Fuel Excise Tax In The Philippines: How It Changes The Way We Drive

The turn of the year 2018 has brought significant changes to all Filipinos. For starters, the Tax Reform Acceleration and Inclusion (TRAIN) Act is now in effect, overhauling the country’s 20-year-old tax system.

Among the changes brought by the tax overhaul is the excise tax on fuel. With the TRAIN finally going full steam ahead, it will definitely change the way we drive, among other things. Are we better off commuting or is it still practical to keep our cars around?

Here’s how the fuel excise tax will affect drivers in the Philippines, and other key things you need to know.

Fuel Excise Tax In The Philippines

1. Carpooling will become more popular than ever

The prices per liter of both gasoline and diesel have gone up, thanks to the additional taxes slapped on all petroleum products. Consumers can now see an additional P3.00 per liter on diesel and gasoline will has seen an increase from P5.35 to P7.00 per liter. People are getting less mileage for their money, thus making ride-sharing a logical thing to do.

(Read: Tax Reform 2018: When Can You Expect the Changes To Happen)

Although the new rates have been on full effect since last Monday, the government expects the price of petroleum to still be the same for the next 15 to 45 days. The Department of Energy, through a Department Circular issued in 2011, mandates all petroleum companies “operating in the country and bulk suppliers shall maintain a minimum inventory equivalent to 15 days’ supply of petroleum products.”

2. New cars are now more expensive

Thinking of buying a new car this year? Well, you’re in luck since you’ll be paying for wider roads with additional taxes levied on cars. After several versions floated by both the House and the Senate, the president signed into law the following excise tax rates for new cars:

  • 4% for cars up to P600,000
  • 10% for cars over P600,000 but under P1 million
  • 20% for cars over P1 million but under P4 million
  • 50% for cars over P4 million

While initial rumors warned that the prices of vehicles would dramatically increase, numerous computations indicate that the adjustment on prices isn’t as dramatic as other people thought, especially on cheaper cars.

(Read: This Is How Much A Brand-New Car Will Cost With The Excise Tax)

For instance, our computation of the potential rate of a Mitsubishi Mirage GLX post-TRAIN may only see a hike of around P12,000, bringing its manufacturer suggested retail price (MSRP) at around P572,000 for the units to be taxed this year. As the car’s rate becomes more expensive, the hike becomes more substantial, so buyers are advised to make a purchase wisely.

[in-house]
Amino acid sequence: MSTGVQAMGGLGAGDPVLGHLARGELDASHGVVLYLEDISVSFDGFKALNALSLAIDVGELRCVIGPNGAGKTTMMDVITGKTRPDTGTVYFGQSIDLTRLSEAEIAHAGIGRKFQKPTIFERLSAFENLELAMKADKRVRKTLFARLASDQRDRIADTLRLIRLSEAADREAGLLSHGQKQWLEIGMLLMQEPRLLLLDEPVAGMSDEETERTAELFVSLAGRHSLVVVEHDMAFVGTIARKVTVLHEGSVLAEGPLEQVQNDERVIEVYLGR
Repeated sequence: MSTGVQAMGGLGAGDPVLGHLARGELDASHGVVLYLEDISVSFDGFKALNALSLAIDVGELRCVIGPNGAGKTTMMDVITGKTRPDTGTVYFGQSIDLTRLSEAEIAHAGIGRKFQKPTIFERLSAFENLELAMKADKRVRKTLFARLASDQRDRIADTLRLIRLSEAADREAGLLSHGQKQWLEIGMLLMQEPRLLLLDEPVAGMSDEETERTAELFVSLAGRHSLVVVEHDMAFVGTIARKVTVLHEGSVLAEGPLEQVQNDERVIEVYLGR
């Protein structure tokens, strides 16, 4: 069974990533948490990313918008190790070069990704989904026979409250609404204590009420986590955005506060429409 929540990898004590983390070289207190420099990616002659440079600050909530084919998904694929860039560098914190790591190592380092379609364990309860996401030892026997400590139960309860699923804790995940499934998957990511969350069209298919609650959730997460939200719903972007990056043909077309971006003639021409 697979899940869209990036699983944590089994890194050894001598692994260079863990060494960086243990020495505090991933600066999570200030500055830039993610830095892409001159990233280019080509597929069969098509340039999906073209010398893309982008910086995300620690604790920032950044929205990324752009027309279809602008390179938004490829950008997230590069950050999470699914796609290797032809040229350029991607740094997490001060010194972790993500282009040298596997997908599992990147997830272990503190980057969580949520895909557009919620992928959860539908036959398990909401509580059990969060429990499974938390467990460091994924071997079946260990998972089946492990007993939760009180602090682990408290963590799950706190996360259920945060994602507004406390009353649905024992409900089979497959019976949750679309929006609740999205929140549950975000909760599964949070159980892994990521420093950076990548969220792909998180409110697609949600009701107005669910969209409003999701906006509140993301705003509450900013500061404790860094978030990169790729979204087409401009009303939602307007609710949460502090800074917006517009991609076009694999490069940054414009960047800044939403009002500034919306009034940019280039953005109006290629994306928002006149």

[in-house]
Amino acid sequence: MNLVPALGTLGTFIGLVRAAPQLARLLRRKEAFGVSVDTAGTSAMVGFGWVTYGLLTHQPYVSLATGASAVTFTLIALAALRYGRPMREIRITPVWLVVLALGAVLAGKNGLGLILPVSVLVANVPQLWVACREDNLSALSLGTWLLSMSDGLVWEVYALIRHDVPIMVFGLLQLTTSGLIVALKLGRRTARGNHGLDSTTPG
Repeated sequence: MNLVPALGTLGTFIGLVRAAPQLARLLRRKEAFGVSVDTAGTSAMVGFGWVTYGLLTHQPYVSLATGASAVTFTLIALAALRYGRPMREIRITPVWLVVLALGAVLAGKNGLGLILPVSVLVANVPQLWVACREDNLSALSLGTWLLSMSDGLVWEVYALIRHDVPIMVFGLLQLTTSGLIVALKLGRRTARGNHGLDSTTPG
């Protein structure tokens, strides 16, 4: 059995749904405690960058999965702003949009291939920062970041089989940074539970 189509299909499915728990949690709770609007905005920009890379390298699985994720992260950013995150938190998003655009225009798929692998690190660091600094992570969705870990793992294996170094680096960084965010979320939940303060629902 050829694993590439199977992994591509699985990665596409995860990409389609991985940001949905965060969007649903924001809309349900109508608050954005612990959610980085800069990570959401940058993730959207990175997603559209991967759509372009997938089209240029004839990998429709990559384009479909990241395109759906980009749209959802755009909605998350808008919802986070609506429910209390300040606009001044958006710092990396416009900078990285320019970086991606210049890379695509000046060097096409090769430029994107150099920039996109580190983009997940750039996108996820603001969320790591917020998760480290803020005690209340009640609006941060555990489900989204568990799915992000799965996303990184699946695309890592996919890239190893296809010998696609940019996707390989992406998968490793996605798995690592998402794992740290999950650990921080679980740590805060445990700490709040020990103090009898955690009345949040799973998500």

3. …but not all

High-end vehicles priced at millions may be out of reach by your average Juan, but they may become more affordable to your more affluent folks due to TRAIN.

After the final version of the TRAIN came out, the economic study group Action on Economic Reforms (AER) created a simulation revealing that vehicles with an MSRP of P2 million and above will even become cheaper once the law kicks in. In a report by the Philippine Star, the higher the price of the car, the bigger the reduction in the price will be due to the ceiling rate of the new excise tax.

A sample computation by the AER revealed that a Ford Mustang 2.3 EcoBoost Premium worth P2.509 million today can become P2.43 million later this year. Meanwhile, a Toyota Alphard 3.5 V6 with a current MSRP of P3.28 million can be reduced up to P2.94 that yields around P330,000 in price cuts. With luxury vehicles becoming more attractive to buyers, expect to see more on the road soon.

4. You’ll see more pick-ups and electric vehicles on the road

For people who have been dreaming of getting a pick-up or investing in an electronic vehicle, 2018 might be a good year to make that dream a reality.

Under the TRAIN, pick-up vehicles and fully electric cars are exempted from the new car excise tax. According to a report by the Philippine Star, pick-up trucks are written off the tax reform package to catapult the growth of agriculture and other businesses outside the metro.

For those who want to switch to fully electric cars, they’re also exempted from paying additional taxes because they’re also removed from the provisions. Meanwhile, hybrid cars like the Toyota Prius and the Honda CR-Z will only be taxed half of their rate based on the value of the cars.

Other Sources: DOE, Interaksyon, Rappler, Top Gear Philippines